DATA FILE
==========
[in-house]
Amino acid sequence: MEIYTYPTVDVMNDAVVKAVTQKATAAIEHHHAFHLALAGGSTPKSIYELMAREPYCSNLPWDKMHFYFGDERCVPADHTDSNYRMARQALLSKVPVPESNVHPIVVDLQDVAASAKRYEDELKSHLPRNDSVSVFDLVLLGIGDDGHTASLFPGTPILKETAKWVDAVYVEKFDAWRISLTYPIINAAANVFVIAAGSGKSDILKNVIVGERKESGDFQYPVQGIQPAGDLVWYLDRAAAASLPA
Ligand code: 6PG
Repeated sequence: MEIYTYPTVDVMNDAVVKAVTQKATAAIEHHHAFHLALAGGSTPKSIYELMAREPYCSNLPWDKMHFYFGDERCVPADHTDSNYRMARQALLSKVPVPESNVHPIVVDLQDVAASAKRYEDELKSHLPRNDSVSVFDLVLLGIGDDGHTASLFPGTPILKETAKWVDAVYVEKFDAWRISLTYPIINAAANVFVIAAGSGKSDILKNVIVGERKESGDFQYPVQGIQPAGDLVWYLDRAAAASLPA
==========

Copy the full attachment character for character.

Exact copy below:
[in-house]
Amino acid sequence: MEIYTYPTVDVMNDAVVKAVTQKATAAIEHHHAFHLALAGGSTPKSIYELMAREPYCSNLPWDKMHFYFGDERCVPADHTDSNYRMARQALLSKVPVPESNVHPIVVDLQDVAASAKRYEDELKSHLPRNDSVSVFDLVLLGIGDDGHTASLFPGTPILKETAKWVDAVYVEKFDAWRISLTYPIINAAANVFVIAAGSGKSDILKNVIVGERKESGDFQYPVQGIQPAGDLVWYLDRAAAASLPA
Ligand code: 6PG
Repeated sequence: MEIYTYPTVDVMNDAVVKAVTQKATAAIEHHHAFHLALAGGSTPKSIYELMAREPYCSNLPWDKMHFYFGDERCVPADHTDSNYRMARQALLSKVPVPESNVHPIVVDLQDVAASAKRYEDELKSHLPRNDSVSVFDLVLLGIGDDGHTASLFPGTPILKETAKWVDAVYVEKFDAWRISLTYPIINAAANVFVIAAGSGKSDILKNVIVGERKESGDFQYPVQGIQPAGDLVWYLDRAAAASLPA